Mouse Allergens Drives Asthma Symptoms In Many Children Interview with:

Elizabeth C. Matsui, MD MHS Professor of Pediatrics, Epidemiology, and Environmental Health Sciences Johns Hopkins University Baltimore, MD 21287

Dr. Matsui

Elizabeth C. Matsui, MD MHS
Professor of Pediatrics, Epidemiology, and Environmental Health Sciences
Johns Hopkins University
Baltimore, MD 21287 What is the background for this study?

Response: We designed this study after our previous work indicated that mouse allergy was common among low-income children living in some urban neighborhoods in the US, that these children also had high levels of mouse allergen exposure in their homes, and that children who are both allergic to mice and exposed to high levels of mouse allergen are at greater risk of asthma symptoms, emergency room visits and hospitalization.   Given this background, we designed a randomized clinical trial to determine if an intensive professionally delivered mouse intervention was better than education about mouse control in reducing asthma symptoms and lowering home mouse allergen levels. What are the main findings?

Response: First, the group that received the intensive professionally delivered intervention did not have a greater reduction in either asthma symptoms or home mouse allergen levels than the group that received education about mouse control.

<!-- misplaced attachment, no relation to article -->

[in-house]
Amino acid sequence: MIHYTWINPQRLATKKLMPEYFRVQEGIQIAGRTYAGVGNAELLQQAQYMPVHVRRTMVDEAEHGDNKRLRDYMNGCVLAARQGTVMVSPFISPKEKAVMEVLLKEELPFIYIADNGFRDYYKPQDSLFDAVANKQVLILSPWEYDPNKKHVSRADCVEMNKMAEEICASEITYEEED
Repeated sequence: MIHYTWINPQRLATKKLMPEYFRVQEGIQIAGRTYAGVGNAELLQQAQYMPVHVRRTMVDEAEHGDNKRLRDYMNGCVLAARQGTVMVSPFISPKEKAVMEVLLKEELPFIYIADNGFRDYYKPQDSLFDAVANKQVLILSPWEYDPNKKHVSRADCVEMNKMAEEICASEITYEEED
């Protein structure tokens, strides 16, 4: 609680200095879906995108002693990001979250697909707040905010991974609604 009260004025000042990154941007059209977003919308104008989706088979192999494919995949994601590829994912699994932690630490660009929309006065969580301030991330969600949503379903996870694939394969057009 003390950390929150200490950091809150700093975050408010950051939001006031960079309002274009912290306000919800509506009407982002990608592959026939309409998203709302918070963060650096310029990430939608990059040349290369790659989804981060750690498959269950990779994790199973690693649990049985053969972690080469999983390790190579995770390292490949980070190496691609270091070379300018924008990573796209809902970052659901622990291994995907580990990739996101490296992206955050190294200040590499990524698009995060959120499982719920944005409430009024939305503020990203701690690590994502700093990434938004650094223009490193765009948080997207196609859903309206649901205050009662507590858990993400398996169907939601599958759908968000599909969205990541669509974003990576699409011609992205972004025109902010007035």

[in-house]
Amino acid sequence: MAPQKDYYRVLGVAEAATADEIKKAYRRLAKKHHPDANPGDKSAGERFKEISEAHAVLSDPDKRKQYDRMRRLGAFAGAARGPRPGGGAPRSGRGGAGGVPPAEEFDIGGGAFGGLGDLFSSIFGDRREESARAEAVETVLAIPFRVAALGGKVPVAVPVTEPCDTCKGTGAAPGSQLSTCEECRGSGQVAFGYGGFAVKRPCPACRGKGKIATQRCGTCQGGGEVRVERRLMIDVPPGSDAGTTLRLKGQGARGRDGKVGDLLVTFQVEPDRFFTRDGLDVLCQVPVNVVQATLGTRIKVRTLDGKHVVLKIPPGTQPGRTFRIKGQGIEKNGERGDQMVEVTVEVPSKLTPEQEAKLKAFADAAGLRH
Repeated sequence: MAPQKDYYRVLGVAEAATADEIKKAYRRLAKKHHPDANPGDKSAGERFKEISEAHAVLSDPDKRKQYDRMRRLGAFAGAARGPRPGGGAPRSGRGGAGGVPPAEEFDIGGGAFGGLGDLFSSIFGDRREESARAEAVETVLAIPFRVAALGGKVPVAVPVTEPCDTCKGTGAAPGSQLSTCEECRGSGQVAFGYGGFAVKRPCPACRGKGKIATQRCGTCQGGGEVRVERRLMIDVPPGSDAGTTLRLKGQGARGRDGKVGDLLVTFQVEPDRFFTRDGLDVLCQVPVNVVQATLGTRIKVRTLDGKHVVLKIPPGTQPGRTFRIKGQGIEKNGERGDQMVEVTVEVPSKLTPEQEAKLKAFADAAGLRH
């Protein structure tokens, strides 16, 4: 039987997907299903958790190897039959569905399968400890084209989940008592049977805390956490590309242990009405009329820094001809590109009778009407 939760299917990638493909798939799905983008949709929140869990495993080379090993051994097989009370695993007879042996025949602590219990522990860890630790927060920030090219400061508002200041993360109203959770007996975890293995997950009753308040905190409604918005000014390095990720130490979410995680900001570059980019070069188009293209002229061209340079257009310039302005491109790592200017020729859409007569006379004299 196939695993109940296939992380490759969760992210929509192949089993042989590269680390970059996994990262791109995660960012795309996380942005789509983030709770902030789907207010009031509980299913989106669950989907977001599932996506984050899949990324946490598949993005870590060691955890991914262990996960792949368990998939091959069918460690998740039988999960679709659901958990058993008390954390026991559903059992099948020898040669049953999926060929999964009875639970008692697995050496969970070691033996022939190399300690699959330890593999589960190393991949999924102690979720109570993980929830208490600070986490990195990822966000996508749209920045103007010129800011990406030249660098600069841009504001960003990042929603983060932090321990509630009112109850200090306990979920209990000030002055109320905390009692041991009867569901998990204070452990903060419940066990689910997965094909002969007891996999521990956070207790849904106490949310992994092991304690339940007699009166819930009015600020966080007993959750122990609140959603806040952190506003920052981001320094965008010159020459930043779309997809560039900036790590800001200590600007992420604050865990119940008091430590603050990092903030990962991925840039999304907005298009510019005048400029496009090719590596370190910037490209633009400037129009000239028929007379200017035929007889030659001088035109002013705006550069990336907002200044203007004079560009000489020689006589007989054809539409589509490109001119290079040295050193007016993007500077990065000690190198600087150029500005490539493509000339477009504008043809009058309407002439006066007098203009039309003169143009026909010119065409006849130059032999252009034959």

The surprising finding was that both groups had substantial reductions in mouse allergen that have not been observed in previous trials, and these reductions in home mouse allergen were associated with significant improvements in asthma. What should clinicians and patients take away from your report?

(1) Professionally delivered pest management for mice appears to be no better than education about pest management in reducing home mouse allergen levels or reducing asthma symptoms.

(2) Although we did not test whether education about mouse control was better than doing nothing at all, the findings suggest that learning how to get rid of mice and lower home mouse allergen levels may be helpful in reducing mouse allergen exposure and improving asthma.

(3) Mouse allergen levels are high in many neighborhoods and is an important driver of asthma morbidity. What recommendations do you have for future research as a result of this study?

Response: Future studies should assess if education about mouse control can reduce asthma morbidity. Thank you for your contribution to the community.


Matsui EC, Perzanowski M, Peng RD, Wise RA, Balcer-Whaley S, Newman M, Cunningham A, Divjan A, Bollinger ME, Zhai S, Chew G, Miller RL, Phipatanakul W. Effect of an Integrated Pest Management Intervention on Asthma Symptoms Among Mouse-Sensitized Children and Adolescents With AsthmaA Randomized Clinical Trial. JAMA. Published online March 06, 2017. doi:10.1001/jama.2016.21048

Note: Content is Not intended as medical advice. Please consult your health care provider regarding your specific medical condition and questions.

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Last Updated on March 9, 2017 by Marie Benz MD FAAD